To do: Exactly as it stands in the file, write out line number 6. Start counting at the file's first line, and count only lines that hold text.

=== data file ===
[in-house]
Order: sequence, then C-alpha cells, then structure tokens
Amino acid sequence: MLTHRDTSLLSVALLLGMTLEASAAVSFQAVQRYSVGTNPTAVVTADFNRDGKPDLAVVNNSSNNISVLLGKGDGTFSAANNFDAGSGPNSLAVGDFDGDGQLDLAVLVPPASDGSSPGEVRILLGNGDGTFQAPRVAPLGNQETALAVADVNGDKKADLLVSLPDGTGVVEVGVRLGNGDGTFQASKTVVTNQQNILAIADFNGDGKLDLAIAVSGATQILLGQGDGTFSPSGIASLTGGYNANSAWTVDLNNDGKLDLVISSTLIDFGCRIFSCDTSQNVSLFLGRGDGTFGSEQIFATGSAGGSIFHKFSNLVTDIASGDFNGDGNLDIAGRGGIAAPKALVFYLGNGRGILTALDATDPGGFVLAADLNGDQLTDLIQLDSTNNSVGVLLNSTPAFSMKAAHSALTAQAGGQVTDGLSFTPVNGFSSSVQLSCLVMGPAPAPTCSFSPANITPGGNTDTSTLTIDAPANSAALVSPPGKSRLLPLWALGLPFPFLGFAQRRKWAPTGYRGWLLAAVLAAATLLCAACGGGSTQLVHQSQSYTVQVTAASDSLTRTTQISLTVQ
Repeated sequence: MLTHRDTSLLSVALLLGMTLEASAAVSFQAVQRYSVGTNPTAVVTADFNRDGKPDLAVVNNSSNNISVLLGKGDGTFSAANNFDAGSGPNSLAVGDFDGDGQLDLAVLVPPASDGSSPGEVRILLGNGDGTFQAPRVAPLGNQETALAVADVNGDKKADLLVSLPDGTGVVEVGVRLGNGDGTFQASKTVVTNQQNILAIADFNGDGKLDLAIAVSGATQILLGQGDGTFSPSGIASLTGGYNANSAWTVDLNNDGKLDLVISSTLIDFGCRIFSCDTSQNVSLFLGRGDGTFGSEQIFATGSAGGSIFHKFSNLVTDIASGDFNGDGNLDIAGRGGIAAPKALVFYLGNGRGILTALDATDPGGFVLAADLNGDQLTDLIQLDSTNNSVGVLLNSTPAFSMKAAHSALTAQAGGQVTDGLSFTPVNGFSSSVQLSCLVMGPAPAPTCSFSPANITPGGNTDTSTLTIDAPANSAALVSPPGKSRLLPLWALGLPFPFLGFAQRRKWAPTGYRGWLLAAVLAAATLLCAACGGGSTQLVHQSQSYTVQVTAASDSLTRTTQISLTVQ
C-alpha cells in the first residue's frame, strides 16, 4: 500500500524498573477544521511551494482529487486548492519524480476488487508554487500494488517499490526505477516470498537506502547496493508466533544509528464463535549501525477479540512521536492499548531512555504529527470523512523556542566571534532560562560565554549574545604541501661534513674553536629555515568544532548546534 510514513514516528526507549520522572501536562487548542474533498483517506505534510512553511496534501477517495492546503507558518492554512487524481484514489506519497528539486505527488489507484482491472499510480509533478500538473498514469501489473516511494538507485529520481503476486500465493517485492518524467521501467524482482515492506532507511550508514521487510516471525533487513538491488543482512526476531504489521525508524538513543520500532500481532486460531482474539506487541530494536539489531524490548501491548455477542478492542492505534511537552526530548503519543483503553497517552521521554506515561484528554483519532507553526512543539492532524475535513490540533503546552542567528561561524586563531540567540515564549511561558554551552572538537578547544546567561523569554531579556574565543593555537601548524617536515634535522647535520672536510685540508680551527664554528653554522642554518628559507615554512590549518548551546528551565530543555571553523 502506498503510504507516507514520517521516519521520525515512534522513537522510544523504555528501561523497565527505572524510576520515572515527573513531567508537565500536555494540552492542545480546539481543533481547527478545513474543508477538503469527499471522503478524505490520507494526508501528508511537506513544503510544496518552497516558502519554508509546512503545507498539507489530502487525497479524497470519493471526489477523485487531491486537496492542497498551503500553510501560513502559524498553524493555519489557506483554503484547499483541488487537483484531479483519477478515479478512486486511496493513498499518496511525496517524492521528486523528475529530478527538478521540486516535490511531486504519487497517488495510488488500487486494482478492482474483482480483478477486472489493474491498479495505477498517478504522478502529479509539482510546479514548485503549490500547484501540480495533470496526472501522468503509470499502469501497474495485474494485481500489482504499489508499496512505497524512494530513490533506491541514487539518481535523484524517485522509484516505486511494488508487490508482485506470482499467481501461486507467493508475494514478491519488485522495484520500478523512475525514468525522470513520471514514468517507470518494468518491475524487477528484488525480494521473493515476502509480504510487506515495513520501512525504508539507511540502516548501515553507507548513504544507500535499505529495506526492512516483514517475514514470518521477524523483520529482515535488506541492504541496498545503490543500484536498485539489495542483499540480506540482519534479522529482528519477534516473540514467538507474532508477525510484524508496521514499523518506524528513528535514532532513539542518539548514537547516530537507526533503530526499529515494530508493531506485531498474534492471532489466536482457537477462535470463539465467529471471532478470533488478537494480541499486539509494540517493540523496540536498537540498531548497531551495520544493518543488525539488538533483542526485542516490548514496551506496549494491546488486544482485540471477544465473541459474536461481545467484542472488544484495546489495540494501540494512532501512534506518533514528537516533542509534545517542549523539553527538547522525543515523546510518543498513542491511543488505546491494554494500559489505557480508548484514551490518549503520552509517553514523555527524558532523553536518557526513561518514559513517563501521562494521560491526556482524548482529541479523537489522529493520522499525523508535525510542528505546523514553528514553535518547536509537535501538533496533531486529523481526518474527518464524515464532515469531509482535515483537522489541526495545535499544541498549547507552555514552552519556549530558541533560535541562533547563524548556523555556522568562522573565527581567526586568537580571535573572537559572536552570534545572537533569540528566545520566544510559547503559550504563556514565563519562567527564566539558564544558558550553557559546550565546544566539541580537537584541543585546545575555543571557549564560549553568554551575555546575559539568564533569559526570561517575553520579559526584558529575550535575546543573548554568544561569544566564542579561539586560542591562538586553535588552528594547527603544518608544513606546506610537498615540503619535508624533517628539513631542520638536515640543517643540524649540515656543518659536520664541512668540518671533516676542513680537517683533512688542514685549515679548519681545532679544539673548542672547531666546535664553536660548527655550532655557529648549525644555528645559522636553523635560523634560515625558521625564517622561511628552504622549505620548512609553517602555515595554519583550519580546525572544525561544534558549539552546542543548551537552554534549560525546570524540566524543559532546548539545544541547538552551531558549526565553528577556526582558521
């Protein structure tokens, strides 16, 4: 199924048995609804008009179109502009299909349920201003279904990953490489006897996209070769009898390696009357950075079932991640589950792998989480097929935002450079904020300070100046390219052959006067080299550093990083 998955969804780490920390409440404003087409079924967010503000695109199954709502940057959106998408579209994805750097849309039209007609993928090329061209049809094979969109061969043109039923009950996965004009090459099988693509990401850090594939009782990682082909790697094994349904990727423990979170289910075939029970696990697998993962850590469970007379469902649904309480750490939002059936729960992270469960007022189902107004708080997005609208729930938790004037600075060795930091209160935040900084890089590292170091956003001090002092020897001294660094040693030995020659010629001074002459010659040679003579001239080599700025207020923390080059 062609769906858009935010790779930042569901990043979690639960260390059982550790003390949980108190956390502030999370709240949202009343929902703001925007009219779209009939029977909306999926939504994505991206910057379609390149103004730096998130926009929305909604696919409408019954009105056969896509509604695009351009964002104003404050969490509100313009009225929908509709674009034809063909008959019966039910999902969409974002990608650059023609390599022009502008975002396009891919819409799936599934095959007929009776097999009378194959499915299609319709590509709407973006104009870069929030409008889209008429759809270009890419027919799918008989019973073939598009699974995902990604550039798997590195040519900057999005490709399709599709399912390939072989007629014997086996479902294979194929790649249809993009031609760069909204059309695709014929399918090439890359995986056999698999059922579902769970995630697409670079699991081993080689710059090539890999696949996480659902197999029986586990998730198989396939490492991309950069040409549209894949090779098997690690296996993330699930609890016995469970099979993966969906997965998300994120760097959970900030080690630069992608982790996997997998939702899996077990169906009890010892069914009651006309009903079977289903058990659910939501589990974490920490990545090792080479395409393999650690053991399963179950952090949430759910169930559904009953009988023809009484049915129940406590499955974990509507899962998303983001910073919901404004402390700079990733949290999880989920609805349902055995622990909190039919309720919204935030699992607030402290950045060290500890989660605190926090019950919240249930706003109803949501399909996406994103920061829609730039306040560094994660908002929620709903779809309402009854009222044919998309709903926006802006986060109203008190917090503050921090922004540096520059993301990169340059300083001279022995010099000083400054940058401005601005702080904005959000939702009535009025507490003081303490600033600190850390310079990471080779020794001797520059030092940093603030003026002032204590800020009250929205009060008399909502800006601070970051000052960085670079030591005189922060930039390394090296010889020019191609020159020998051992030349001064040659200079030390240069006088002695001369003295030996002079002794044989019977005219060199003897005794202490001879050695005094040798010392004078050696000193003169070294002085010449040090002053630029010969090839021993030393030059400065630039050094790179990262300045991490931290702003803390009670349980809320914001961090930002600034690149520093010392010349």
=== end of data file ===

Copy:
């Protein structure tokens, strides 16, 4: 199924048995609804008009179109502009299909349920201003279904990953490489006897996209070769009898390696009357950075079932991640589950792998989480097929935002450079904020300070100046390219052959006067080299550093990083 998955969804780490920390409440404003087409079924967010503000695109199954709502940057959106998408579209994805750097849309039209007609993928090329061209049809094979969109061969043109039923009950996965004009090459099988693509990401850090594939009782990682082909790697094994349904990727423990979170289910075939029970696990697998993962850590469970007379469902649904309480750490939002059936729960992270469960007022189902107004708080997005609208729930938790004037600075060795930091209160935040900084890089590292170091956003001090002092020897001294660094040693030995020659010629001074002459010659040679003579001239080599700025207020923390080059 062609769906858009935010790779930042569901990043979690639960260390059982550790003390949980108190956390502030999370709240949202009343929902703001925007009219779209009939029977909306999926939504994505991206910057379609390149103004730096998130926009929305909604696919409408019954009105056969896509509604695009351009964002104003404050969490509100313009009225929908509709674009034809063909008959019966039910999902969409974002990608650059023609390599022009502008975002396009891919819409799936599934095959007929009776097999009378194959499915299609319709590509709407973006104009870069929030409008889209008429759809270009890419027919799918008989019973073939598009699974995902990604550039798997590195040519900057999005490709399709599709399912390939072989007629014997086996479902294979194929790649249809993009031609760069909204059309695709014929399918090439890359995986056999698999059922579902769970995630697409670079699991081993080689710059090539890999696949996480659902197999029986586990998730198989396939490492991309950069040409549209894949090779098997690690296996993330699930609890016995469970099979993966969906997965998300994120760097959970900030080690630069992608982790996997997998939702899996077990169906009890010892069914009651006309009903079977289903058990659910939501589990974490920490990545090792080479395409393999650690053991399963179950952090949430759910169930559904009953009988023809009484049915129940406590499955974990509507899962998303983001910073919901404004402390700079990733949290999880989920609805349902055995622990909190039919309720919204935030699992607030402290950045060290500890989660605190926090019950919240249930706003109803949501399909996406994103920061829609730039306040560094994660908002929620709903779809309402009854009222044919998309709903926006802006986060109203008190917090503050921090922004540096520059993301990169340059300083001279022995010099000083400054940058401005601005702080904005959000939702009535009025507490003081303490600033600190850390310079990471080779020794001797520059030092940093603030003026002032204590800020009250929205009060008399909502800006601070970051000052960085670079030591005189922060930039390394090296010889020019191609020159020998051992030349001064040659200079030390240069006088002695001369003295030996002079002794044989019977005219060199003897005794202490001879050695005094040798010392004078050696000193003169070294002085010449040090002053630029010969090839021993030393030059400065630039050094790179990262300045991490931290702003803390009670349980809320914001961090930002600034690149520093010392010349």